Central Roles of α5β1 Integrin and Fibronectin in Vascular Development in Mouse Embryos and Embryoid Bodies
Vascular development and maturation are dependent on the interactions of endothelial cell integrins with surrounding extracellular matrix. Previous investigations of the primacy of certain integrins in vascular development have not addressed whether this could also be a secondary effect due to poor embryonic nutrition. Here, we show that the α5 integrin subunit and fibronectin have critical roles in blood vessel development in mouse embryos and in embryoid bodies (EBs) differentiated from embryonic stem cells (a situation in which there is no nutritional deficit caused by the mutations). In contrast, vascular development in vivo and in vitro is not strongly dependent on αv or β3 integrin subunits. In mouse embryos lacking α5 integrin, greatly distended blood vessels are seen in the vitelline yolk sac and in the embryo itself. Additionally, overall blood vessel pattern complexity is reduced in α5-null tissues. This defective vascular phenotype is correlated with a decrease in the ligand for α5 integrin, fibronectin (FN), in the endothelial basement membranes. A striking and significant reduction in early capillary plexus formation and maturation was apparent in EBs formed from embryonic stem cells lacking α5 integrin or FN compared with wild-type EBs or EBs lacking αv or β3 integrin subunits. Vessel phenotype could be partially restored to FN-null EBs by the addition of whole FN to the culture system. These findings confirm a clear role for α5 and FN in early blood vessel development not dependent on embryo nutrition or αv or β3 integrin subunits. Thus, successful early vasculogenesis and angiogenesis require α5-FN interactions.
Blood vessels in vertebrate embryos can develop through either of 2 processes, vasculogenesis or angiogenesis.1,2⇓ In vasculogenesis, blood vessels are generated from mesodermally derived angioblasts, whereas in angiogenesis, vessels arise as sprouts from preexisting vessels by bridging or by intussusception.2 In the mouse, vessels are formed by the migration of angioblasts in the embryo and in the blood islands in the extraembryonic tissues. During vessel development, the endothelial precursors and differentiated cells are regulated by a number of environmental cues, including growth factors (such as fibroblast growth factors and vascular endothelial growth factors), cytokines, proteoglycans, extracellular adhesive glycoproteins, and interactions with the extracellular matrix.3–6⇓⇓⇓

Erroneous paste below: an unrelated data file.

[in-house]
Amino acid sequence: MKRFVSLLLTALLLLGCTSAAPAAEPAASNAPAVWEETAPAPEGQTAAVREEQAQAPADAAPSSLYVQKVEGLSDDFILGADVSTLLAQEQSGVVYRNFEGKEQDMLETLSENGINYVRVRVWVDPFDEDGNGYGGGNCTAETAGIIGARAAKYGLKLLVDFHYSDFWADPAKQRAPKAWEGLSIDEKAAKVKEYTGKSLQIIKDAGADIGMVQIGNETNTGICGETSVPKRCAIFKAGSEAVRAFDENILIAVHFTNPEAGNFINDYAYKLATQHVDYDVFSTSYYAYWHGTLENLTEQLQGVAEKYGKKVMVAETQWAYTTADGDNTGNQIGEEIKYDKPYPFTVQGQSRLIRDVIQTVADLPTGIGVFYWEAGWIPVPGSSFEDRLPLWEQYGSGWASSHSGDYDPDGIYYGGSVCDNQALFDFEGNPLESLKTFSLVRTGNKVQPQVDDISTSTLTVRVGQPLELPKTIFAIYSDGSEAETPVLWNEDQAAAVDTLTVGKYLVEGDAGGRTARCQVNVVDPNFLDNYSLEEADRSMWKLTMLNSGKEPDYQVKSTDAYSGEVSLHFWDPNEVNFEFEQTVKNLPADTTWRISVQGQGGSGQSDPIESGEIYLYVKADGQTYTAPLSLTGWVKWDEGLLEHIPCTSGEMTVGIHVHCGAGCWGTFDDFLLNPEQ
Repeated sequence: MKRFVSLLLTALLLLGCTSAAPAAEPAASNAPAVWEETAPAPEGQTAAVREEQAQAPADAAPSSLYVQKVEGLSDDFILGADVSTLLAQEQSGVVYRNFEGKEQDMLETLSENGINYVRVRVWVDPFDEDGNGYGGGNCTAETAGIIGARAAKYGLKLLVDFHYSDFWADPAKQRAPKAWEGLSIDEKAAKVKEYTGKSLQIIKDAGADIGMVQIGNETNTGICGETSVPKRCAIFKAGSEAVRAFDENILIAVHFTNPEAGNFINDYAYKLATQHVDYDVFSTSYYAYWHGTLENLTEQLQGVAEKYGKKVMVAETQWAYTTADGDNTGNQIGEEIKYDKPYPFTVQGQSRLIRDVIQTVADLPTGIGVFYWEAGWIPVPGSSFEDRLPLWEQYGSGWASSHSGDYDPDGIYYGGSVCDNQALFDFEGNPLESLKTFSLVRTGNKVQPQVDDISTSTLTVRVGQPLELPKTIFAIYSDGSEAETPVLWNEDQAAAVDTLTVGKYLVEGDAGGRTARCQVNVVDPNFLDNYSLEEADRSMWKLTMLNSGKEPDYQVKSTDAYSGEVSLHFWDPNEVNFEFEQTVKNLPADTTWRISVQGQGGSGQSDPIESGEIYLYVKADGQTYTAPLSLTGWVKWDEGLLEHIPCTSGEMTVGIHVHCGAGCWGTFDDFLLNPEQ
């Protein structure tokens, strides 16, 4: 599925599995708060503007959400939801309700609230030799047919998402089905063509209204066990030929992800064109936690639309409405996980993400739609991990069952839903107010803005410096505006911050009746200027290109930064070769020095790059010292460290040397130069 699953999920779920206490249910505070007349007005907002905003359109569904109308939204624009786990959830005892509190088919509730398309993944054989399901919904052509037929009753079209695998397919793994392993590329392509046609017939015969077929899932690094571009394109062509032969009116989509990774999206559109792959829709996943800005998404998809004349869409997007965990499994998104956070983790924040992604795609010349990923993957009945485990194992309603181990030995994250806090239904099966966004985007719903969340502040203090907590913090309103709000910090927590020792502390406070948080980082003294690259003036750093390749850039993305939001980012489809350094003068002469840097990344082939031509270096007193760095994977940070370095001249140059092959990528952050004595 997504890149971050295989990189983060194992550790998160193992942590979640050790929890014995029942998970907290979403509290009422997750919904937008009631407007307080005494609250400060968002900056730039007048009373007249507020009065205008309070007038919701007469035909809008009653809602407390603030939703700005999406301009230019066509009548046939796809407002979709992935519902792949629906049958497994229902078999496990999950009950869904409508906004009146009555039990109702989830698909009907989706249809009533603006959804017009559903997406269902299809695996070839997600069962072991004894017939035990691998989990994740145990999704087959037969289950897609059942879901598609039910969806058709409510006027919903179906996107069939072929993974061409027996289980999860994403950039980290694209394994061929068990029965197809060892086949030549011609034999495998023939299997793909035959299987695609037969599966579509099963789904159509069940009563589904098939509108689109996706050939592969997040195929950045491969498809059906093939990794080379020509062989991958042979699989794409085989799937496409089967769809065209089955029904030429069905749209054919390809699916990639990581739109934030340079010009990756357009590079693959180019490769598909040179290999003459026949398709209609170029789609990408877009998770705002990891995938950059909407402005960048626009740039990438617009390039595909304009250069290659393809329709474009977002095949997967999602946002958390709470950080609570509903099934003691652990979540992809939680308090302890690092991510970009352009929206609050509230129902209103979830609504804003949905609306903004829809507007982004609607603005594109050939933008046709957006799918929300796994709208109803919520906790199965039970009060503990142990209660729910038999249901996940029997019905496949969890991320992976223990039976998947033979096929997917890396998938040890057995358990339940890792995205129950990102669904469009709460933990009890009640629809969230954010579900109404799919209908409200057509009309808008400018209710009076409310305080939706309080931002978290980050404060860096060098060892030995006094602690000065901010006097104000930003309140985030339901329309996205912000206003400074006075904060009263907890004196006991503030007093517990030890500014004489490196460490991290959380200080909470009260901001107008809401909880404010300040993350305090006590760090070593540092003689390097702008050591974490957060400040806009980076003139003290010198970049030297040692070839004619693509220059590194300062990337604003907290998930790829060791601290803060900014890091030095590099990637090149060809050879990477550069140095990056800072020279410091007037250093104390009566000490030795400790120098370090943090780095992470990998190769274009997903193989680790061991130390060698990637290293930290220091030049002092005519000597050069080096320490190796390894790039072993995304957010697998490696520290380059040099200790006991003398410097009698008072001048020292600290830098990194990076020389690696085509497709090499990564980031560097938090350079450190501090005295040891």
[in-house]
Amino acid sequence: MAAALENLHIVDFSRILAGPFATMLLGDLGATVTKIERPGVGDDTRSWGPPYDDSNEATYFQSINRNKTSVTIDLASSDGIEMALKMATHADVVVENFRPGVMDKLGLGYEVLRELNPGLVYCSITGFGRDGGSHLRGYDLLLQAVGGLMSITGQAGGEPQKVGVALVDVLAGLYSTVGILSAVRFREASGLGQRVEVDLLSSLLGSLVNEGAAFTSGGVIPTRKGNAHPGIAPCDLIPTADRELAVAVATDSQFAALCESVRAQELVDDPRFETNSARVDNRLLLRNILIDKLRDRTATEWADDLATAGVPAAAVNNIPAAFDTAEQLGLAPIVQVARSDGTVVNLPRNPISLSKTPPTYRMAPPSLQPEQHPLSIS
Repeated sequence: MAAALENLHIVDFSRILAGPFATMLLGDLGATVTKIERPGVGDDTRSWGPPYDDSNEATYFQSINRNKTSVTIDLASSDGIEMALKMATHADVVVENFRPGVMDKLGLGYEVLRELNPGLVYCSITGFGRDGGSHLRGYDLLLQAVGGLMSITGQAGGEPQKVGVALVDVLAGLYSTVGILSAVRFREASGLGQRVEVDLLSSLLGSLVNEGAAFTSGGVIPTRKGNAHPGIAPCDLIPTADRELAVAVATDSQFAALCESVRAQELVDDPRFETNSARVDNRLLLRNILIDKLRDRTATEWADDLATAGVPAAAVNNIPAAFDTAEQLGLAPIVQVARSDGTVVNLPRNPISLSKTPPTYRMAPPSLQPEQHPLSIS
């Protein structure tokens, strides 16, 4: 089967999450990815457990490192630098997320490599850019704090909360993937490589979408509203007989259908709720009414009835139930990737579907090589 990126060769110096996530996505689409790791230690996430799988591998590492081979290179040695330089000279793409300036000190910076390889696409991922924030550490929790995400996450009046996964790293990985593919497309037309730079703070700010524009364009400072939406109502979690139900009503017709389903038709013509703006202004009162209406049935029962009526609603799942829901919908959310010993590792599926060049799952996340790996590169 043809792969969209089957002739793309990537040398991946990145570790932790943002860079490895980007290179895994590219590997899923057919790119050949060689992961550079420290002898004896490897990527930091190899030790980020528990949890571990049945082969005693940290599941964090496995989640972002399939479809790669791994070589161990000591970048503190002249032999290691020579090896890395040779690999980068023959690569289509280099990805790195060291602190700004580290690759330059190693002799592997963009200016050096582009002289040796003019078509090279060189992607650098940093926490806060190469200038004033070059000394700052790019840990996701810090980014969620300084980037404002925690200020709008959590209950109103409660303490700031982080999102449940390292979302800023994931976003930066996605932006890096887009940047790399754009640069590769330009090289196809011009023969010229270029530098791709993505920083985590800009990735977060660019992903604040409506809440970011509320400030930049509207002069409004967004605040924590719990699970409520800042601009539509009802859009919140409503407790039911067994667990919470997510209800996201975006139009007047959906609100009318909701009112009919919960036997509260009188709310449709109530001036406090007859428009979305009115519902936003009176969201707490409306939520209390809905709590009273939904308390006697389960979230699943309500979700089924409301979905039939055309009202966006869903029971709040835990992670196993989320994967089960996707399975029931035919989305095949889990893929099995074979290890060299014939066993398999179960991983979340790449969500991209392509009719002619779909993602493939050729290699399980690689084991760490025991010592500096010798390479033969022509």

Endothelial cell interactions with the extracellular matrix are mediated in large part by the integrin family of adhesion receptors, heterodimeric transmembrane glycoproteins, consisting of α and β subunits. At the cell surface, integrins can play adhesive as well as signaling functions.7,8⇓ Ligand specificity and signaling ability of specific integrins are determined by their heterodimeric composition. Endothelial cells have been shown to express a variety of integrins, including the following: α1β1, α2β1, and α3β1, which are laminin and collagen receptors; α5β1, αvβ1, and αvβ5, which are receptors for fibronectin (FN); α6β1, a laminin receptor; and αvβ3, a receptor for FN, vitronectin, osteopontin, von Willebrand factor, laminin, and collagen.4,7,9⇓⇓
A number of inhibition experiments in vivo and in vitro have indicated a role for endothelial-FN interactions in vascular development.10–12⇓⇓ Moreover, knockouts of FN have shown that it is essential for the organization of heart and blood vessels.13,14⇓ In the absence of FN, no blood vessels form in the vitelline yolk sac, whereas aortic endothelial cells in the embryo proper are scattered and disorganized. Furthermore, ablation of the α5 integrin in mice results in extensive vascular as well as mesodermal defects and early embryonic lethality,15,16⇓ and Kim et al17 have reported that antibody or peptide blockade of the α5β1-FN interaction interferes with angiogenesis. The αv integrins, in particular, αvβ3, have previously been implicated in a number of angiogenic functions through peptide- or antibody-blocking experiments.18–21⇓⇓⇓ Surprisingly, however, mouse embryos lacking all αv integrins display extensive vasculogenesis, angiogenesis, and organ development, leading to questions about the primacy of the αv integrins in vascular development.22 Mouse knockouts of the β3 integrin are also viable and fertile, with normal developmental angiogenesis and postnatal neovascularization of the retina.23
In the present study, we have addressed the role of the α5 integrin and its major ligand, FN, in mouse vascular development in greater detail with the use of whole embryos and quantifiable embryoid bodies (EBs) in in vitro assays. We report that α5-null embryos display marked decreases in the complexity of the vasculature that can be correlated with decreased FN matrix assembly and organization in α5-null endothelial basement membranes. In addition, in embryonic stem (ES) cells preferentially differentiated toward an endothelial lineage, primitive vessel formation is significantly reduced in α5-null and FN-null EBs compared with wild-type, β3-null, or αv-null EBs. Notably, vascular phenotype could be partially restored in FN-null EBs by the addition of whole FN to the culture system. These results strongly support a critical role for α5 integrin–FN interactions in the normal cellular processes involved in generating the embryonic vasculature.